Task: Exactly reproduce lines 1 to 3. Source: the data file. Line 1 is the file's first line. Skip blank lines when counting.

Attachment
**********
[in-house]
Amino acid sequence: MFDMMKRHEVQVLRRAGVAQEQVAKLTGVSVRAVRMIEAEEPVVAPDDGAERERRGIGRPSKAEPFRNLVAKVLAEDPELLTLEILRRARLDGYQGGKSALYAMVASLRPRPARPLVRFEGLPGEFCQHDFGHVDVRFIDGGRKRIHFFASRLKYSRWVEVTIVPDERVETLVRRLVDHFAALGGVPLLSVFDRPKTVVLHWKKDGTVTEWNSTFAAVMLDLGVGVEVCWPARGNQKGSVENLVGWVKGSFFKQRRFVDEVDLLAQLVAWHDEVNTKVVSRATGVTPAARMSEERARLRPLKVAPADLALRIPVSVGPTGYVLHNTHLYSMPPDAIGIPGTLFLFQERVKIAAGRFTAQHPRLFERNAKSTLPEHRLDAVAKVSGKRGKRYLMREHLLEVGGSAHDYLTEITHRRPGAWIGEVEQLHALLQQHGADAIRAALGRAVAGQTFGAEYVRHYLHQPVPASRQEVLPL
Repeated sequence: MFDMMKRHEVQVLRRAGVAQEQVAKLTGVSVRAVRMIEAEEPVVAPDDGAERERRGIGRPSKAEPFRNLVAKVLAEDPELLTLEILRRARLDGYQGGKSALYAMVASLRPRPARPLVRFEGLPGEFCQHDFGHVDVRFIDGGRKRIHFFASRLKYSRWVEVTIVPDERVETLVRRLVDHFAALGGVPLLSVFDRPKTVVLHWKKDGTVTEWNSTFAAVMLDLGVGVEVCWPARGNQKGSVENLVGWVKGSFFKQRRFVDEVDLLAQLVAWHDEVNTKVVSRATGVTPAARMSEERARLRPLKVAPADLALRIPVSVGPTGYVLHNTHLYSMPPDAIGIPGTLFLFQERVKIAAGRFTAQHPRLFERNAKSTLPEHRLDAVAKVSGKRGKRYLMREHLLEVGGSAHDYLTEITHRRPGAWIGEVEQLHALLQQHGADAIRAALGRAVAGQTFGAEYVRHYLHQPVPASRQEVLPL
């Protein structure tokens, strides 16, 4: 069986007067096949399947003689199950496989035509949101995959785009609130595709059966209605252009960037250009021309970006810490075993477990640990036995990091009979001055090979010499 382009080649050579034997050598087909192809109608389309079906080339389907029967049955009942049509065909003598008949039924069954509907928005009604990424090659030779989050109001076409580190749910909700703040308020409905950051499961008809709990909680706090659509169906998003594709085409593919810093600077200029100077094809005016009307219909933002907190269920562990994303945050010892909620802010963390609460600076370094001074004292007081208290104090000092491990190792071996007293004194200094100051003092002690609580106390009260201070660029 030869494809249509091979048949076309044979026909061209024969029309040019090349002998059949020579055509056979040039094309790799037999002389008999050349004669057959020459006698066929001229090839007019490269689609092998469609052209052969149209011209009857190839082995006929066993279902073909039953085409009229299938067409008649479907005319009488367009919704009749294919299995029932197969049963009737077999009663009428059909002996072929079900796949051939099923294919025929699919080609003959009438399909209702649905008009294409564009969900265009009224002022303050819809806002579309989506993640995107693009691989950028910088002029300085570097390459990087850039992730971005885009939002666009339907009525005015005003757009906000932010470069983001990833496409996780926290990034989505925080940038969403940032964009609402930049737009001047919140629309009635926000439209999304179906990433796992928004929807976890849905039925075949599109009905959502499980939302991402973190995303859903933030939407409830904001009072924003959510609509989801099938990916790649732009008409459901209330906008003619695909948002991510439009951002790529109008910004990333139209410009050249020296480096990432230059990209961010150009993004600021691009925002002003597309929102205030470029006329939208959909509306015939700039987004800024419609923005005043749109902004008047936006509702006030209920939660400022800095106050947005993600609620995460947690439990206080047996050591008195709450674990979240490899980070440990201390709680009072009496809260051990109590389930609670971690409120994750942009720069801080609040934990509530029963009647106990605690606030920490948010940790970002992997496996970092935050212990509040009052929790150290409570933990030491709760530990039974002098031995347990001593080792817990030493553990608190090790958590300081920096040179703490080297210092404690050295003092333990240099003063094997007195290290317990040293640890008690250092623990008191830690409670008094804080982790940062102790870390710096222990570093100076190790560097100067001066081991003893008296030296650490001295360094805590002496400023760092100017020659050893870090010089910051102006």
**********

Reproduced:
[in-house]
Amino acid sequence: MFDMMKRHEVQVLRRAGVAQEQVAKLTGVSVRAVRMIEAEEPVVAPDDGAERERRGIGRPSKAEPFRNLVAKVLAEDPELLTLEILRRARLDGYQGGKSALYAMVASLRPRPARPLVRFEGLPGEFCQHDFGHVDVRFIDGGRKRIHFFASRLKYSRWVEVTIVPDERVETLVRRLVDHFAALGGVPLLSVFDRPKTVVLHWKKDGTVTEWNSTFAAVMLDLGVGVEVCWPARGNQKGSVENLVGWVKGSFFKQRRFVDEVDLLAQLVAWHDEVNTKVVSRATGVTPAARMSEERARLRPLKVAPADLALRIPVSVGPTGYVLHNTHLYSMPPDAIGIPGTLFLFQERVKIAAGRFTAQHPRLFERNAKSTLPEHRLDAVAKVSGKRGKRYLMREHLLEVGGSAHDYLTEITHRRPGAWIGEVEQLHALLQQHGADAIRAALGRAVAGQTFGAEYVRHYLHQPVPASRQEVLPL
Repeated sequence: MFDMMKRHEVQVLRRAGVAQEQVAKLTGVSVRAVRMIEAEEPVVAPDDGAERERRGIGRPSKAEPFRNLVAKVLAEDPELLTLEILRRARLDGYQGGKSALYAMVASLRPRPARPLVRFEGLPGEFCQHDFGHVDVRFIDGGRKRIHFFASRLKYSRWVEVTIVPDERVETLVRRLVDHFAALGGVPLLSVFDRPKTVVLHWKKDGTVTEWNSTFAAVMLDLGVGVEVCWPARGNQKGSVENLVGWVKGSFFKQRRFVDEVDLLAQLVAWHDEVNTKVVSRATGVTPAARMSEERARLRPLKVAPADLALRIPVSVGPTGYVLHNTHLYSMPPDAIGIPGTLFLFQERVKIAAGRFTAQHPRLFERNAKSTLPEHRLDAVAKVSGKRGKRYLMREHLLEVGGSAHDYLTEITHRRPGAWIGEVEQLHALLQQHGADAIRAALGRAVAGQTFGAEYVRHYLHQPVPASRQEVLPL